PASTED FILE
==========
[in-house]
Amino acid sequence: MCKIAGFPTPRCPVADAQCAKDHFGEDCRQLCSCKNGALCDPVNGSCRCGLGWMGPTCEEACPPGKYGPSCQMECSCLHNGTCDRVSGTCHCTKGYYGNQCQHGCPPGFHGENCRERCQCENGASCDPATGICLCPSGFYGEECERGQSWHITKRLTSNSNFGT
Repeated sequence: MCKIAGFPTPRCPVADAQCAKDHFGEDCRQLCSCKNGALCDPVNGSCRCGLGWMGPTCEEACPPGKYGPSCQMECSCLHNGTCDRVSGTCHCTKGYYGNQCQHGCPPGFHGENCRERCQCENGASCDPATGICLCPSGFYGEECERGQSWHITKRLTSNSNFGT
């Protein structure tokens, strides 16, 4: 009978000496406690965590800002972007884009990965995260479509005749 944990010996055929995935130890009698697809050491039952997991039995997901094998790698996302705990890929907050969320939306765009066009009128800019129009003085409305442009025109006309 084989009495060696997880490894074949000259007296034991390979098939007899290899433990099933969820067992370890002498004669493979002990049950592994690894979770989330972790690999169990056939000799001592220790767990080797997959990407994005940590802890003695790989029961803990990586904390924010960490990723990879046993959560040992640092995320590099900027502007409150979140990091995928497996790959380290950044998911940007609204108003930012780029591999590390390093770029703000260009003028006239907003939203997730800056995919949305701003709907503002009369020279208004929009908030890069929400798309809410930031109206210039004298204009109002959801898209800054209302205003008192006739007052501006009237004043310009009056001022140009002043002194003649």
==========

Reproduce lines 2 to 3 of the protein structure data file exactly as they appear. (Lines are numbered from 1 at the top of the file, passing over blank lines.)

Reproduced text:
Amino acid sequence: MCKIAGFPTPRCPVADAQCAKDHFGEDCRQLCSCKNGALCDPVNGSCRCGLGWMGPTCEEACPPGKYGPSCQMECSCLHNGTCDRVSGTCHCTKGYYGNQCQHGCPPGFHGENCRERCQCENGASCDPATGICLCPSGFYGEECERGQSWHITKRLTSNSNFGT
Repeated sequence: MCKIAGFPTPRCPVADAQCAKDHFGEDCRQLCSCKNGALCDPVNGSCRCGLGWMGPTCEEACPPGKYGPSCQMECSCLHNGTCDRVSGTCHCTKGYYGNQCQHGCPPGFHGENCRERCQCENGASCDPATGICLCPSGFYGEECERGQSWHITKRLTSNSNFGT